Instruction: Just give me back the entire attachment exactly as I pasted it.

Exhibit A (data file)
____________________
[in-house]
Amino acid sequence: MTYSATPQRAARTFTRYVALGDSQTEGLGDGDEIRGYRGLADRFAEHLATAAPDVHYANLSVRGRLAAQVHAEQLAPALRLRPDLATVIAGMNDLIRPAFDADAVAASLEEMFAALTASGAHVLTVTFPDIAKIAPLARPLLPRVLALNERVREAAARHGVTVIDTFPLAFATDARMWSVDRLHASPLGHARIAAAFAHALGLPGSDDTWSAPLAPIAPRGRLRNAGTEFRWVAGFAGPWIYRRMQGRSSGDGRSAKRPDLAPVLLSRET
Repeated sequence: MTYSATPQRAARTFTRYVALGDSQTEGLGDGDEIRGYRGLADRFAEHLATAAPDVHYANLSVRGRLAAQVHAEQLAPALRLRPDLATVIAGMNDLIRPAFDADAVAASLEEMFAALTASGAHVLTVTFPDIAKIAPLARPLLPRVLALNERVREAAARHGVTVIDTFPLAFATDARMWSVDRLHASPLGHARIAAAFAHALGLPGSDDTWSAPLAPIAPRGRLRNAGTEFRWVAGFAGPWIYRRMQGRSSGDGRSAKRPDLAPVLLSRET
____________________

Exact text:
[in-house]
Amino acid sequence: MTYSATPQRAARTFTRYVALGDSQTEGLGDGDEIRGYRGLADRFAEHLATAAPDVHYANLSVRGRLAAQVHAEQLAPALRLRPDLATVIAGMNDLIRPAFDADAVAASLEEMFAALTASGAHVLTVTFPDIAKIAPLARPLLPRVLALNERVREAAARHGVTVIDTFPLAFATDARMWSVDRLHASPLGHARIAAAFAHALGLPGSDDTWSAPLAPIAPRGRLRNAGTEFRWVAGFAGPWIYRRMQGRSSGDGRSAKRPDLAPVLLSRET
Repeated sequence: MTYSATPQRAARTFTRYVALGDSQTEGLGDGDEIRGYRGLADRFAEHLATAAPDVHYANLSVRGRLAAQVHAEQLAPALRLRPDLATVIAGMNDLIRPAFDADAVAASLEEMFAALTASGAHVLTVTFPDIAKIAPLARPLLPRVLALNERVREAAARHGVTVIDTFPLAFATDARMWSVDRLHASPLGHARIAAAFAHALGLPGSDDTWSAPLAPIAPRGRLRNAGTEFRWVAGFAGPWIYRRMQGRSSGDGRSAKRPDLAPVLLSRET